Summary of Boris Johnson's position on the US - Iran situation:

Bombing cultural sites - naughty, don't do it.
Illegal killings - just dandy, go ahead.

I agree with Iain Macwhirter.

"Scots did not vote to leave the European Union. They did not vote to lose their EU citizenship, with all the protections that brings. They did not vote to cut EU immigration; did not vote to accept trade deals with the United States; did not agree to the diminution of environmental standards; and did not vote to be subjected to untrammelled Tory rule from Westminster.

That’s really all the SNP need to say. Voters will do the rest."

It is being reported that the Iraqi PM said that General Soleimani' was their guest, and the US strike was illegal. Calls also being made for the US embassy in Baghdad to be closed & troops to be removed from the country

Trump has managed to unite Iraq and Iran. Quite amazing.

Footage of General Qassem Soleimani's funeral in Iran, earlier to-day.

To say he was popular would be an understatement.

From the "you could have knocked me over with a feather" department:

"Defense-sector stocks rose Friday on Wall Street after the United States killed Iran’s top military official and braced for escalated conflict in the region."

latimes.com/business/story/202

UK PM Margaret Thatcher won her most decisive General Election victory in 1983, credited in a great part to the successful outcome of the Falklands War.

Other world leaders will know that a "good" war helps win elections.

I'm going to stick my neck out, and make my first politics prediction of 2020:

Keir Starmer will win the Labour leadership election.

I suspect Starmer will win in a run-off against Rebecca Long-Bailey.

I've felt for some time that Starmer had positioned himself well for a leadership bid:
mstdn.io/@fitheach/10271663070
mstdn.io/@fitheach/10312101495

There is also the nice historical connection that Starmer is named after the Labour Party founder Keir Hardie.

One of the lesser considered impacts of is on musicians performing in the EU. A no-deal Brexit will make it much more difficult & expensive for musicians to tour continental Europe. & bands (particularly), often rely on the income from tours to keep going.

If you are from the UK please consider following some of the suggestions in this article by the Musicians' Union:
musiciansunion.org.uk/Home/New

I am completely non-religous, but I do have a lot of sympathy for people who try to persuade others of their ideas. I recognise a little of myself, doing something similar in a political sphere.

I don't agree with Jehovah's Witnesses (or other religous evangelists), but I am always polite, and will give them some of my time, if it is possible.

Arise, Sir Universal Credit.

For services to violating human rights obligations (oh, and running Boris Johnson's leadership campaign).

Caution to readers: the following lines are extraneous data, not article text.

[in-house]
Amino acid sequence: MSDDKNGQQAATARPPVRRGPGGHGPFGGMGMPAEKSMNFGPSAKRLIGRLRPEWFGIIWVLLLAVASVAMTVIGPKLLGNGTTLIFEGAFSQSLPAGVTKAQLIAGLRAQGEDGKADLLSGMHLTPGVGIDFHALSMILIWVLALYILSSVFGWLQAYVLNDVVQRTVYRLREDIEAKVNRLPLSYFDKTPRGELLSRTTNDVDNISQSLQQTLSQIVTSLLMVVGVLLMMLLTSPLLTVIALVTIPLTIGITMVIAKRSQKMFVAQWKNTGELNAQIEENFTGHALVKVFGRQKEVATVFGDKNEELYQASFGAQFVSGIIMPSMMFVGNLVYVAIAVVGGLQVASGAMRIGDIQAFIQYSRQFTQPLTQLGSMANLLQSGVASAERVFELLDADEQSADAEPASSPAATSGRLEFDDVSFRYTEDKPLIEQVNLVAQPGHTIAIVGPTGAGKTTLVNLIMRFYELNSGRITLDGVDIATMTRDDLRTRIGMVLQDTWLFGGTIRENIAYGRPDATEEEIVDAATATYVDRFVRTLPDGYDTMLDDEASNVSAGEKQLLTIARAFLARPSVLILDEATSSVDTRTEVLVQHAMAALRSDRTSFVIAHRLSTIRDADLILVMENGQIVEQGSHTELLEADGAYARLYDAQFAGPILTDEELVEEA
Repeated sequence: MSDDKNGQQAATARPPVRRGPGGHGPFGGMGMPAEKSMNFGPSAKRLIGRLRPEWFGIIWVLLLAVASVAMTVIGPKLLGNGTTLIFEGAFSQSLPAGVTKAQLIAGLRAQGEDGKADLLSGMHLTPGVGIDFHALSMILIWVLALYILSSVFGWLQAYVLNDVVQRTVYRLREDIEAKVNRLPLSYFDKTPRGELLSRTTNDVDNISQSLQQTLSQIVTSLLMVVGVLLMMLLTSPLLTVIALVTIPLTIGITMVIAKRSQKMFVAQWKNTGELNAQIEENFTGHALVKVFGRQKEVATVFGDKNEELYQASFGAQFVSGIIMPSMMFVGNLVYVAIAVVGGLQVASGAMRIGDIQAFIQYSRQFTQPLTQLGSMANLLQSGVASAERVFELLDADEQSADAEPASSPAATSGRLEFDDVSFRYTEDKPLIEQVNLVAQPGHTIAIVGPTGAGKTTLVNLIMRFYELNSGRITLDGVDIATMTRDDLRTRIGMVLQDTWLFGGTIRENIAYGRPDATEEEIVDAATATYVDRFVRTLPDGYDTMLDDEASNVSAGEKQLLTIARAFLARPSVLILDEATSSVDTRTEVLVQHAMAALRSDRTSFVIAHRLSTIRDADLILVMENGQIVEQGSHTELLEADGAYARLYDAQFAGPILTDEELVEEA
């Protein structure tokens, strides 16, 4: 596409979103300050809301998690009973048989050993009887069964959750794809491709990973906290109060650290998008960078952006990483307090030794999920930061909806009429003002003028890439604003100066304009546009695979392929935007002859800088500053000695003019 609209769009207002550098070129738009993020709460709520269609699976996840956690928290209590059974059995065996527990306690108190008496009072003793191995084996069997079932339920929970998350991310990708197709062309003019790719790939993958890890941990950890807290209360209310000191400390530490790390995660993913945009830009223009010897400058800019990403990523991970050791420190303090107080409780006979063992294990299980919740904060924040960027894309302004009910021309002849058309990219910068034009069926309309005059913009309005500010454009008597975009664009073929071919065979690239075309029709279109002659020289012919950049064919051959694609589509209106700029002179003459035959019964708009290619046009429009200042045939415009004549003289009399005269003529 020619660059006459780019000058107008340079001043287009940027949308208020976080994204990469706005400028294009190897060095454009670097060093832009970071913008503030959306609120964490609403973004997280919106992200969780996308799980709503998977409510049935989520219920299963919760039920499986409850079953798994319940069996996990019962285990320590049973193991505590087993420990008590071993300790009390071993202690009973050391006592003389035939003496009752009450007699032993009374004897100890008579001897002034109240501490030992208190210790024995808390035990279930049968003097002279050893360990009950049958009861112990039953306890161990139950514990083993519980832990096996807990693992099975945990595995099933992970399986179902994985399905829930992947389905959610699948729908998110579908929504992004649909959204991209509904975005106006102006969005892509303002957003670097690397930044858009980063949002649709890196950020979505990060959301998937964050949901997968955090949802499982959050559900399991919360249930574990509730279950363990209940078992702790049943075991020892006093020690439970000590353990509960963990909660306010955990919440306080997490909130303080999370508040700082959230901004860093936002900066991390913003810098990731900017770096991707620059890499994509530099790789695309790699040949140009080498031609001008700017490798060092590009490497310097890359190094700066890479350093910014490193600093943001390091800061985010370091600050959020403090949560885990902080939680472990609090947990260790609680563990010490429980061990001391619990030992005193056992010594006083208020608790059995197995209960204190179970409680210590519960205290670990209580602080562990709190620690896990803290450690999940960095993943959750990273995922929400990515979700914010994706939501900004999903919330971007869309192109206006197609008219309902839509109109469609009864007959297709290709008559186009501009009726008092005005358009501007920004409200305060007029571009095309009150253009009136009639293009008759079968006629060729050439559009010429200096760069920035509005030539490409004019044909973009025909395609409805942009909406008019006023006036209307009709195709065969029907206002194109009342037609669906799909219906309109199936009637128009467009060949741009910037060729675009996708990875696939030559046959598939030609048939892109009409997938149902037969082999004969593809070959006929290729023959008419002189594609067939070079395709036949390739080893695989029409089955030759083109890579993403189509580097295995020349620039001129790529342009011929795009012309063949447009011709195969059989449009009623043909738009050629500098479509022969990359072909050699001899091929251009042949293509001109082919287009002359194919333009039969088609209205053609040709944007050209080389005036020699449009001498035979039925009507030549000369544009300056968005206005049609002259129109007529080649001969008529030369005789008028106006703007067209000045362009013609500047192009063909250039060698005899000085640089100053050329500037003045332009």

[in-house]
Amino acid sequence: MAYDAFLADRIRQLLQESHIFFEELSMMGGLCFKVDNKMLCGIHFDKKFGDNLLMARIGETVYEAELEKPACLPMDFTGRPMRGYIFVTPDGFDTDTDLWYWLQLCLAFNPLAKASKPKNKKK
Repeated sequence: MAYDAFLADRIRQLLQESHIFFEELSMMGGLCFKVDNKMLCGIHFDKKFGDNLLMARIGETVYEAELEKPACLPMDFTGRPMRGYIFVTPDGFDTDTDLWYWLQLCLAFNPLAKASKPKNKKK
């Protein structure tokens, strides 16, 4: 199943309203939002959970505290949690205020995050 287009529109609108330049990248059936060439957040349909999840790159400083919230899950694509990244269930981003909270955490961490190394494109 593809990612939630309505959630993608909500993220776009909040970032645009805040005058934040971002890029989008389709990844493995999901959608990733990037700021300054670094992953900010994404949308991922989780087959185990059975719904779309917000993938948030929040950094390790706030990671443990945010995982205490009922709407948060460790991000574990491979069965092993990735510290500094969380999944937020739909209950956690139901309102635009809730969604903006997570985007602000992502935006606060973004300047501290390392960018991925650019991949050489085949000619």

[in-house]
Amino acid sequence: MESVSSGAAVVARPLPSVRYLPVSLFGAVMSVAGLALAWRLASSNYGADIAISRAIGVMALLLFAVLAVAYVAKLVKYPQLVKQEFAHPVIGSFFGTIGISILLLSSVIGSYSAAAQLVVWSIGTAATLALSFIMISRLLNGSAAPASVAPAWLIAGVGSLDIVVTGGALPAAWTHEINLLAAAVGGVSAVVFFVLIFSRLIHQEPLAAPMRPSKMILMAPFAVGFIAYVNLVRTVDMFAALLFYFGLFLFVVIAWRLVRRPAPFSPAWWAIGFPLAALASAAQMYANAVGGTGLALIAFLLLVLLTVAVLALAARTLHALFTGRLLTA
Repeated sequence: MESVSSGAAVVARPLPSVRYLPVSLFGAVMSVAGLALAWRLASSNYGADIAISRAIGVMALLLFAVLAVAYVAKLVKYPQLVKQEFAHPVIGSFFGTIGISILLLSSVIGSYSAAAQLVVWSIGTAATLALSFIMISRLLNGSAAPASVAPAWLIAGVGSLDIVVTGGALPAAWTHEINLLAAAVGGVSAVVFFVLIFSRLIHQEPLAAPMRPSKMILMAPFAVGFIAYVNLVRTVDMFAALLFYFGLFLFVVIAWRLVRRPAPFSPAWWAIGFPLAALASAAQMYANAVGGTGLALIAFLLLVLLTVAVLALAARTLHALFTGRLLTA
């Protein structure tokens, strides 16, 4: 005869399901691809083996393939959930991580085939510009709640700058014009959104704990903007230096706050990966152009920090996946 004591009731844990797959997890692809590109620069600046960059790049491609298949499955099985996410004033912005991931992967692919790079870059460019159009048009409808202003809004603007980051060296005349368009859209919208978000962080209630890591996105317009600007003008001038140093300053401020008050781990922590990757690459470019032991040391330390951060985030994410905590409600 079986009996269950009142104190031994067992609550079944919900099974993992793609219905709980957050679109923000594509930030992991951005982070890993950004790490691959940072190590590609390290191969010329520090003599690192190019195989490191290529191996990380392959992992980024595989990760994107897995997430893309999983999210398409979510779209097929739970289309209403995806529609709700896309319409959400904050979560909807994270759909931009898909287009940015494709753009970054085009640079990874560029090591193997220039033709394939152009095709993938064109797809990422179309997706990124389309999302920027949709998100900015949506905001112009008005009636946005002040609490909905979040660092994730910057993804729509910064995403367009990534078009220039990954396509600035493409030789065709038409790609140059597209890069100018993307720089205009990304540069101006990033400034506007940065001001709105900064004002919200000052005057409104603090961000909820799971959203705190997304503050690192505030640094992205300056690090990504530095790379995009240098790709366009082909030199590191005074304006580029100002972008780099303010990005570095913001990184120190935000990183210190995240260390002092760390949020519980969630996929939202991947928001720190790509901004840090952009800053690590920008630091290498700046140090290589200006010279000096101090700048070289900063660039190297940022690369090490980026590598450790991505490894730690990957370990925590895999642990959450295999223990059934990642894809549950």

The European Union leaders have agreed that Northern Ireland would automatically rejoin the EU in the event of a united Ireland.

The unanimous decision was agreed within one minute at a special EU summit which was called to agree future negotiations on Brexit.

irishtimes.com/news/world/euro

Can someone explain to me how the Carmarthen West and South Pembrokeshire constituency voted 52.7% Tory, in last week's General Election?

When the seat was created in 1997 Labour had 49.1% of the vote.

Wales, you are baffling me.

I note that some people are suggesting Jo Swinson should be "parachuted" into the House of Lords, because the voters of East Dunbartonshire rejected her.

That's democracy, for you, UK style.

In Scotland the polar opposite happened (compared to E & W). A Remain supporting party, the SNP, were the main beneficiaries of the majority pro-EU vote.

The SNP recovered *most* of the support that was lost in 2017. Vote share was 37% in 2017 and 45% . Seats won increased by 13, to 48 total (out of 59 max). However, this is still down from 50%, & 56 seats won in GE2015.

Crucially though, an independence vote would attract voters from other parties, particularly Labour.

Due to the inabilities of the previous parliament to resolve the situation, this election became a proxy EU referendum.

The Tories became the main beneficiaries of the Leave vote.

The Remain side (in E&W) couldn't organise over indulgent drinking in a brewing facility. Recent polling have suggested there is a UK Remain majority, but that has been squandered. Instead the course is open for us to have whatever Brexit the Tories want.

Corbyn had most of the media against him, many in his own party undermining him (voters don't like internal disharmony) and criticism from other parties.

The latter is to be expected, but Swinson & the LibDems went out of their way to defeat the anti-Tory side in the election. Instead of looking for ways to have a Tory opposition and Remain coalition, ego and electoral greed made them think they could go it alone.

Instead, they increased their vote, but lost 1 seat.

#2019

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The large Tory majority at Westminster was a failure by Jeremy Corbyn and Labour.

In 2017 Labour got 40% of the vote, in this election they got 32.2%. The differential between the two parties in a First Past The Post election caused the disparity in the number of seats won.

Labour didn't GOTV, the "Youth Quake" was imaginary, and possibly invented to create "momentum".

Corbyn had an uphill struggle, but he didn't help his own position.

Some observations on

Most importantly Johnson & the Tories DID NOT win a huge mandate. It was the differential between them & 2nd placed Labour that did the damage.

The Tories got 43.6% of the vote (Theresa May in 2017 got 42.4) on a total turnout of 67.3%, which was less than 2017.

The vote for the Tories almost stood still (~300k up from 2017). What Johnson achieved was to Get Out The Vote. He also nullified the Brexit Party.

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